Zambian President Michael Sata last week told American investors that President Robert Mugabe was “overnourished”, but the majority of Zimbabweans were suffering due to sanctions imposed by Western countries.
Report by Staff Reporter
Sata – who has always come to Mugabe’s defence in a region increasingly growing impatient with the long-time ruler’s reluctance to reform – said the sanctions were not working.
He said the 88-year-old ruler and his inner circle remained insulated from the measures imposed a decade ago to punish Zanu PF leaders for alleged human rights violations.
“Today, you have sanctions against Mugabe, but the sanctions are not affecting Mugabe,” Sata was quoted by Zambian media yesterday telling the 40 businessmen at the United Nations in New York.
“You saw him at the United Nations (last Wednesday), he is overnourished and Mugabe, whom you are trying to target, is here, but his people cannot afford a meal a day.”
“And you find that Mugabe is much more clever than the people who applied for sanctions.He said: ‘Now the currency being used in Zimbabwe is American dollars’.So he used American dollars, where are you now?”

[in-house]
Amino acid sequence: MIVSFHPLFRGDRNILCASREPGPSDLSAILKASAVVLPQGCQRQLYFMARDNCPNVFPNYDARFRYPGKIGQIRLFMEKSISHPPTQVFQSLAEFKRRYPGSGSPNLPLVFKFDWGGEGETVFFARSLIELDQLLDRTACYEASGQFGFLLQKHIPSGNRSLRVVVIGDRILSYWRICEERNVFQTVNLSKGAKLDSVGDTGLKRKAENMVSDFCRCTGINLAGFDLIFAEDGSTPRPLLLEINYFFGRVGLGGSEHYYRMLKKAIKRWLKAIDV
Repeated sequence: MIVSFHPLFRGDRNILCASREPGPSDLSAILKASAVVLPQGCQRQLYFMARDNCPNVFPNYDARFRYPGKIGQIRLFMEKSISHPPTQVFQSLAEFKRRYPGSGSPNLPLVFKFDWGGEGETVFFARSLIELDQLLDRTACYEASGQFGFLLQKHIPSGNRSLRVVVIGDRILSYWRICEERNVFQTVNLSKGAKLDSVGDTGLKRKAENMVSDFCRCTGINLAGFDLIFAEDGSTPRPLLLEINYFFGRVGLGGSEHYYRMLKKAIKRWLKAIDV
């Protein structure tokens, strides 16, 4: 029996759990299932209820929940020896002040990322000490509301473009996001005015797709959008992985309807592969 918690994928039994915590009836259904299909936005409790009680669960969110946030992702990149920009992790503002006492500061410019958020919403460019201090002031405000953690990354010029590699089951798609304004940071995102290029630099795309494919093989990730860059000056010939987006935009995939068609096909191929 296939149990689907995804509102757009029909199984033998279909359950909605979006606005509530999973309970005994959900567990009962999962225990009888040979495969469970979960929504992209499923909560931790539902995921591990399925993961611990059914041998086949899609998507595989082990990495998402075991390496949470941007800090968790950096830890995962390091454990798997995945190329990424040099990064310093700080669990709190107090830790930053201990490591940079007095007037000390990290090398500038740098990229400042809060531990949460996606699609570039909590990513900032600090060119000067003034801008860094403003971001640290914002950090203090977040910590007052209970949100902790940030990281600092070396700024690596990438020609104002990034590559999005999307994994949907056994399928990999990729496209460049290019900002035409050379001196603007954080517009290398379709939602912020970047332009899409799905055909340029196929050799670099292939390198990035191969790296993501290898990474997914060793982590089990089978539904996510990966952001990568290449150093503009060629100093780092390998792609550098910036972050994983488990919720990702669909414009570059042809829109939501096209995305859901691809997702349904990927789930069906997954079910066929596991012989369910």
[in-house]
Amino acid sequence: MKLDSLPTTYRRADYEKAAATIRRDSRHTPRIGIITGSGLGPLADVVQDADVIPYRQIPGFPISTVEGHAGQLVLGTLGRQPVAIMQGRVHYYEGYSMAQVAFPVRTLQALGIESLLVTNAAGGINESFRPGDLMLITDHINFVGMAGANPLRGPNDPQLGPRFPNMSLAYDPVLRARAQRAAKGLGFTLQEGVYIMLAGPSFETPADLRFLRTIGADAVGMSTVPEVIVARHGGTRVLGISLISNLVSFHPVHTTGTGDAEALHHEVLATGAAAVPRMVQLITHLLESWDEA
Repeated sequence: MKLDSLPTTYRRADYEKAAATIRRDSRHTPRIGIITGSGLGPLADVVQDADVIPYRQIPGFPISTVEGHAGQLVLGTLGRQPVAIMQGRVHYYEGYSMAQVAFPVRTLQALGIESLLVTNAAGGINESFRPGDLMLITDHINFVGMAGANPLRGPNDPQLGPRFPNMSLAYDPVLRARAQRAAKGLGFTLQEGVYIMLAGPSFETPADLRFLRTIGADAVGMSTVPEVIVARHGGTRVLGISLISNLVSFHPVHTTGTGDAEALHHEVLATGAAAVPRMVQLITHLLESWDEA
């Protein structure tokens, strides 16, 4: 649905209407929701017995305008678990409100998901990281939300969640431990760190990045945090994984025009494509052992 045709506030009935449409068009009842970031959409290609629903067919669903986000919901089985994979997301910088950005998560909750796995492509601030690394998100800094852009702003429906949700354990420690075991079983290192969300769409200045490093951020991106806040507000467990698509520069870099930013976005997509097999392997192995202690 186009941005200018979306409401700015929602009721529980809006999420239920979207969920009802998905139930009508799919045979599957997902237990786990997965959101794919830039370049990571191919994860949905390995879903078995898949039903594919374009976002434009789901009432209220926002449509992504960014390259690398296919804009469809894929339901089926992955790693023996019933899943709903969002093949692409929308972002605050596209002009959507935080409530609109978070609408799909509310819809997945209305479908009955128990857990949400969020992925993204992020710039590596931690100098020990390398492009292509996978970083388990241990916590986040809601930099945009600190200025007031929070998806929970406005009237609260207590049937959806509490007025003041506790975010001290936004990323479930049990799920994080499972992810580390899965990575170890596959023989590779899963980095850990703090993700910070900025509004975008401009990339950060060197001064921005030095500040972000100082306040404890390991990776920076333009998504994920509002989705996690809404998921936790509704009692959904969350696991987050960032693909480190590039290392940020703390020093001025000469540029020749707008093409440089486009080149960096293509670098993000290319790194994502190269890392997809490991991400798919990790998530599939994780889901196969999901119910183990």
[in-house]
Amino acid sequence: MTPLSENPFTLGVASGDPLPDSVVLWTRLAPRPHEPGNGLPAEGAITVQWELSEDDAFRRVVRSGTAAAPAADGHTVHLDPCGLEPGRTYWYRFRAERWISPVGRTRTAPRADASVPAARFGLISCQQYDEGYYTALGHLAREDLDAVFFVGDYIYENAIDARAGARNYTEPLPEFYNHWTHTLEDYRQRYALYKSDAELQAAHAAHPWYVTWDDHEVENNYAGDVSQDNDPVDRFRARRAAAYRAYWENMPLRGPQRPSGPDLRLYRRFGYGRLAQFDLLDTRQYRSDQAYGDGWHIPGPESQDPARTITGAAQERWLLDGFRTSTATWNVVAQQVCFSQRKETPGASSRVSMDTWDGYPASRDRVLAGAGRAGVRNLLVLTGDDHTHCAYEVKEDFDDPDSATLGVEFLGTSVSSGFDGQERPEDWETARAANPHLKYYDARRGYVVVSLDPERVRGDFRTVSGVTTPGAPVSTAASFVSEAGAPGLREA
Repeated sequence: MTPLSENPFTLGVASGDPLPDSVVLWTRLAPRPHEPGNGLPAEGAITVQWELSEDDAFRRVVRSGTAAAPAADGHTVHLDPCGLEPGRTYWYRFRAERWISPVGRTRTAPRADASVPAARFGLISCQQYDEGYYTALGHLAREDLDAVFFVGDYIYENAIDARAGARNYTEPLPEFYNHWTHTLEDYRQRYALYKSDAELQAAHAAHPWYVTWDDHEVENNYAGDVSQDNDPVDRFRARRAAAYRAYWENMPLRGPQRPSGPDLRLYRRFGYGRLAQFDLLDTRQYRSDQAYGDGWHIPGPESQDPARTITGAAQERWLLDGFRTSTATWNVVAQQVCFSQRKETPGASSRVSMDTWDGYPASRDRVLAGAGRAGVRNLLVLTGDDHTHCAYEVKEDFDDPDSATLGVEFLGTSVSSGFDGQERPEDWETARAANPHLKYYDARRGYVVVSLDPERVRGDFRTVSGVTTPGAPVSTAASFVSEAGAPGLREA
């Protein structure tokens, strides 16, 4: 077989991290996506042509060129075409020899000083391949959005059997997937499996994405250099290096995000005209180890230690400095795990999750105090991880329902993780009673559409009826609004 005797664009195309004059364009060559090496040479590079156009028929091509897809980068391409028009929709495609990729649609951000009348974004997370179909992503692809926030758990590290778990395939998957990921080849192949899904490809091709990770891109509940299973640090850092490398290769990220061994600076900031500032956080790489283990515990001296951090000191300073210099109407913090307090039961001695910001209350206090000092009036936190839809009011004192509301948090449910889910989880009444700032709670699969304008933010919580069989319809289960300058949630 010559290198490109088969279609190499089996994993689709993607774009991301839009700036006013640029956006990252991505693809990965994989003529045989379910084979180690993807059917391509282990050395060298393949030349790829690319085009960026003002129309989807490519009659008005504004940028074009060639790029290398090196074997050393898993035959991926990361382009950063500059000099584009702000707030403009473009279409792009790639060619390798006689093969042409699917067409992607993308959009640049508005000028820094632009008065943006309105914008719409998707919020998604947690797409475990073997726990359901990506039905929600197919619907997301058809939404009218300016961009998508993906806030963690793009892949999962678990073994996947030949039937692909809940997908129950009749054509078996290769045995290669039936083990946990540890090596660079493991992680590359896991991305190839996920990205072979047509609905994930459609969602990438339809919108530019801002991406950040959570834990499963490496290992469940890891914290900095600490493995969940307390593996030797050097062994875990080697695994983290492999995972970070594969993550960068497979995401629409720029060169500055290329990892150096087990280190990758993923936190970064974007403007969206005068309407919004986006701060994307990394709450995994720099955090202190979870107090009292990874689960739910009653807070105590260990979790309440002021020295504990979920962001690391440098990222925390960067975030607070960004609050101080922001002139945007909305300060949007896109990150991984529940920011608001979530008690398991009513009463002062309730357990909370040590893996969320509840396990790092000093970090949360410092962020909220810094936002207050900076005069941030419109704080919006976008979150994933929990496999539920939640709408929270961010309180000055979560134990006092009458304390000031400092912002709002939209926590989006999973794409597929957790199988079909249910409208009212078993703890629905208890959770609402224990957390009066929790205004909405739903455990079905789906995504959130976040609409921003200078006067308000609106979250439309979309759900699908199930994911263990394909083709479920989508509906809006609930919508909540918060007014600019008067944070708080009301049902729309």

Mugabe and other senior Zanu PF officials are banned from travelling to the United States and Europe, but cities that host UN events are obliged by international law to welcome them.
He usually travels with a bloated delegation whenever he gets the chance to travel to the US or Europe for UN conferences.
Sata told the investors that Zimbabwe was “most unfortunate” and the sanctions had crippled the country’s economy.
“Previously Zimbabwe had a much better business climate (than Zambia) and even today, we are still importing things like agriculture products from Zimbabwe,” he said.
The Zambian leader, who came to power last year, also claimed that Zimbabwean white commercial farmers who had settled in his country were now returning home.
“Those farmers who made Zimbabwe to get sanctions have started going back to Zimbabwe and they are buying back the farms from those Africans who were given the farms and Mugabe does not interfere,” Sata claimed.
But Mugabe has on several occasions threatened to repossess land from the so-called new farmers found leasing their plots to the former land owners.Sata said Zambia could not isolate Zimbabwe because many people in the two countries were related.
“We are very close to Zimbabwe because Zimbabwe and ourselves are Siamese twins,” he said. “If we try to isolate Zimbabwe, we are doing it at our own peril.
“We have villages which are divided in between by Zambezi River.”
Sata’s predecessors, Rupiah Banda and the late Levy Mwanawasa, were outspoken against Mugabe, with the latter accusing the Zimbabwean leader of running down the country.